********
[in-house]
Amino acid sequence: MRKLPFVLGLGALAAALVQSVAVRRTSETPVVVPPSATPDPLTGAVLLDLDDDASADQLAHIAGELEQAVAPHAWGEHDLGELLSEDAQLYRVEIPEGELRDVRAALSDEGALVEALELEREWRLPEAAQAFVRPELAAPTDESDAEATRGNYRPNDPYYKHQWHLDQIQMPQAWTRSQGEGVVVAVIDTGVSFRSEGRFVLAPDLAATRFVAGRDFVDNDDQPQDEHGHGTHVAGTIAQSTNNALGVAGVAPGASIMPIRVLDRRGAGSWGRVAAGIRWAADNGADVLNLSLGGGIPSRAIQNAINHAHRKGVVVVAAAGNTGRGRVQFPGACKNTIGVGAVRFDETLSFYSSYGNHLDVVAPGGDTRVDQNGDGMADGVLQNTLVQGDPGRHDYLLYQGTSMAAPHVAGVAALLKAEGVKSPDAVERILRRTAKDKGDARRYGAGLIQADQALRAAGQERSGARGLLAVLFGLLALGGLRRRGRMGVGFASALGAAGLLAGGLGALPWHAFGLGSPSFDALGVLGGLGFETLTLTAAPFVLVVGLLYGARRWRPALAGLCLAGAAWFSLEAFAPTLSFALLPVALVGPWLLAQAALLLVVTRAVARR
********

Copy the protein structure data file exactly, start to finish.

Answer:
[in-house]
Amino acid sequence: MRKLPFVLGLGALAAALVQSVAVRRTSETPVVVPPSATPDPLTGAVLLDLDDDASADQLAHIAGELEQAVAPHAWGEHDLGELLSEDAQLYRVEIPEGELRDVRAALSDEGALVEALELEREWRLPEAAQAFVRPELAAPTDESDAEATRGNYRPNDPYYKHQWHLDQIQMPQAWTRSQGEGVVVAVIDTGVSFRSEGRFVLAPDLAATRFVAGRDFVDNDDQPQDEHGHGTHVAGTIAQSTNNALGVAGVAPGASIMPIRVLDRRGAGSWGRVAAGIRWAADNGADVLNLSLGGGIPSRAIQNAINHAHRKGVVVVAAAGNTGRGRVQFPGACKNTIGVGAVRFDETLSFYSSYGNHLDVVAPGGDTRVDQNGDGMADGVLQNTLVQGDPGRHDYLLYQGTSMAAPHVAGVAALLKAEGVKSPDAVERILRRTAKDKGDARRYGAGLIQADQALRAAGQERSGARGLLAVLFGLLALGGLRRRGRMGVGFASALGAAGLLAGGLGALPWHAFGLGSPSFDALGVLGGLGFETLTLTAAPFVLVVGLLYGARRWRPALAGLCLAGAAWFSLEAFAPTLSFALLPVALVGPWLLAQAALLLVVTRAVARR